Is it a bird, is it a plane? Just check if it has feathers and you'll soon find out.
If clothes make the man, feathers make the bird. When you read of their amazing properties, it may well ruffle your own feathers because you'll wish you had them too.
The Lyre Bird has the ability to mimic sounds of other birds around them, used as a 'pulling' tactic to win the females over. Another property you may wish you had.
Flying: The wing feathers are strong and stiff to enable flight.
Controlling body temperature: Downy feathers trap pockets of air close to the bird's body. They can adjust their personal thermostat by arranging their feathers to trap more or less air. To keep their temperature steady, birds can either expose their heads and feet to cool down, or tuck them into their feathers to help keep warm.
Sending signals: Feather colours and patterns are used to send signs to mates and rivals. The male peacock has the most extravagant plumage of all, but the reason why vexed even Charles Darwin, the grand master of evolutionary theory. He struck upon the concept of sexual selection, saying the peacock's ornate fan of feathers gave him the edge against his male rivals. As long as peahens continue to have their heads turned, the stunning feature will survive.
Protection from the elements: The stronger and ridged contour feathers shield birds from wind. Beta-keratin, the tough material they are made from, is water and wear-resistant. Darker colouring might also provide protection from the sun.
Swimming and diving: Some birds use their half-spread wings in a flying motion to swim in water. Penguins have developed their wings into stiff flat flippers that make them great aquabats.
Floating: Using the trapped air in downy feathers, water birds can float on water and be protected from the chill at the same time.
Snow-shoeing: In winter, grouses' feet grow feathers, which act like snow-shoes and prevent them from sinking into the snow.
Sledging: Penguins flop onto the smooth feathers of their bellies and use their flipper-like wings and feet to move themselves, toboggan-like, across snow and ice.
Support: many birds, including woodpeckers, use their tail feathers as props when on the ground or climbing the sides of trees.
Feeling: Feathers don't have nerves, but they do stimulate nerves at the point where the feather attaches to the bird. Birds can adjust their position and posture depending on that sensation.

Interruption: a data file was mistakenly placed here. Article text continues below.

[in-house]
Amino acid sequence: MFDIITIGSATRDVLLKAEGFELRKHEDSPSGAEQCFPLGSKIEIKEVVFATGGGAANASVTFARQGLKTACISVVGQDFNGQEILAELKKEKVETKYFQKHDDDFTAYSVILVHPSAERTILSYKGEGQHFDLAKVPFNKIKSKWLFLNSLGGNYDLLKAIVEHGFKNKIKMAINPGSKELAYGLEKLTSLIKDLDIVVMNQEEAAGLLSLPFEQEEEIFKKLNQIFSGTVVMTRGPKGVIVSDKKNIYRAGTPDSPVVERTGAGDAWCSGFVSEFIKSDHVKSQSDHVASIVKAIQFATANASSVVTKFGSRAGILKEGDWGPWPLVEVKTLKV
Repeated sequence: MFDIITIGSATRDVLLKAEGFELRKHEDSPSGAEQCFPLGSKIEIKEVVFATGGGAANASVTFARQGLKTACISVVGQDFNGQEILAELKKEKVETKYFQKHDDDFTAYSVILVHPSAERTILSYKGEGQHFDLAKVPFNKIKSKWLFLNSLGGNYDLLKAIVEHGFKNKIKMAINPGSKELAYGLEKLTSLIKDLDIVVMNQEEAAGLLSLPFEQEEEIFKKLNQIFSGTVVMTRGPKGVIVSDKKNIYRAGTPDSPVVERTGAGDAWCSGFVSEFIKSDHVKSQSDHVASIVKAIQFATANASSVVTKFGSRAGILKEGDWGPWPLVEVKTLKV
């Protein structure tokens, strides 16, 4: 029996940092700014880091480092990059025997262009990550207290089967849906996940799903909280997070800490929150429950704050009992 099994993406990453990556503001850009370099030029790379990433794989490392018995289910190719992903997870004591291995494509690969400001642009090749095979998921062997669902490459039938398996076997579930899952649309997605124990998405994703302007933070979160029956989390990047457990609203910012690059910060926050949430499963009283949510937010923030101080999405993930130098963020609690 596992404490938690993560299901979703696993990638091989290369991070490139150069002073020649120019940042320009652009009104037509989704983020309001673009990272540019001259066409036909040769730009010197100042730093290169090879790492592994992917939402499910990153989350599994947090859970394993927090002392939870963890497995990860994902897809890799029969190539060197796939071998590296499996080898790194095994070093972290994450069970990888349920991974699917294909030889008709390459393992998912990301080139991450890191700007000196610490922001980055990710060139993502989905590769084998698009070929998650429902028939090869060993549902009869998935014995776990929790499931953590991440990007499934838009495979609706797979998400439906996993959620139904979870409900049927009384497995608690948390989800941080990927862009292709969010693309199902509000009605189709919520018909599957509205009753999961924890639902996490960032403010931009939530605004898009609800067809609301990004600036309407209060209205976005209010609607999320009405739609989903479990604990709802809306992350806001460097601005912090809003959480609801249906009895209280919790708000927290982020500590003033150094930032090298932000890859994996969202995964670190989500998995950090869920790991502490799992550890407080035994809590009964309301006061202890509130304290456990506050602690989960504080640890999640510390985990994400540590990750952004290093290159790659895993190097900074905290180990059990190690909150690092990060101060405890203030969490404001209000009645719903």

Hearing: Some predators, especially owls, have their face feathers arranged like two dishes (facial discs) to collect and channel sounds into their ears so they can more accurately locate prey in the dark.
Making a noise: Feathers can create many different sounds, such as humming, drumming and whistling.
Muffling: Like a stealth fighter plane, night hunters use their wings to disguise the sound as they approach prey.
Foraging: Birds like herons, who hunt for fish in lakes and streams, will use their feathers to form an umbrella, making it easier to see fish in the water. Other birds use feathers at the side of their mouths to select fruits.
Pollination: When a hummingbird forages for sweet nectar, the feathers around their head transfer pollen to other flowers.
Keeping clean: Small feathers called powder down can be crushed with beaks and feet to rub into normal feathers and keep them conditioned. It also helps control parasites like mites.
Digestion: Some fish eating birds also eat their own feathers to line their digestive area. This helps to protect the bird from sharp fish bones.
Nest construction: A feather lining helps keep eggs in a nest warm and softly padded. Parakeets use the feathers on their bottom and back to move grass and leaves to their nest.
Transporting water: When caring for eggs and chicks, birds will soak the feathers on their belly before returning to the nest. This prevents the eggs from drying out and gives the chicks a drink. Desert birds like the sand grouse have belly feathers that retain water extremely well, meaning they don't have to nest close to water holes, where predators might lurk.
Escape: When birds are attacked or frightened, they suffer 'fright moult' and drop tail feathers. This may help them get away, leaving the attacking bird with nothing but a mouthful of fluff.
Camouflage: Bright may be beautiful but it can lead to fatal attraction. No wonder many birds have feathers that look like dead leaves.
Feather envy in humans
We have always borrowed from the birds to show status and wealth. Traditional Masai men wear plumes as headdresses. In West Africa, a porcupine quill and red Turaco feather in a man's black hat indicate his position as a traditional council member. In Borneo, the tail feathers of the largest hornbills are used in ceremonial dances and rituals. In New Guinea the skins of birds of paradise have been used in trade since 3000BC.
Feathers are a sign of social standing in Western societies too. Three white ostrich plumes have made up the heraldic badge of the Prince of Wales since the 14th century. Waving from the hats of 17th-century Cavaliers, they shouted: 'Look at me! I'm powerful, rich and sexy!'
Rock star Jimi Hendrix sported a peacock-feather waistcoat and the showgirls of Paris, Las Vegas and Rio de Janeiro often wear little else.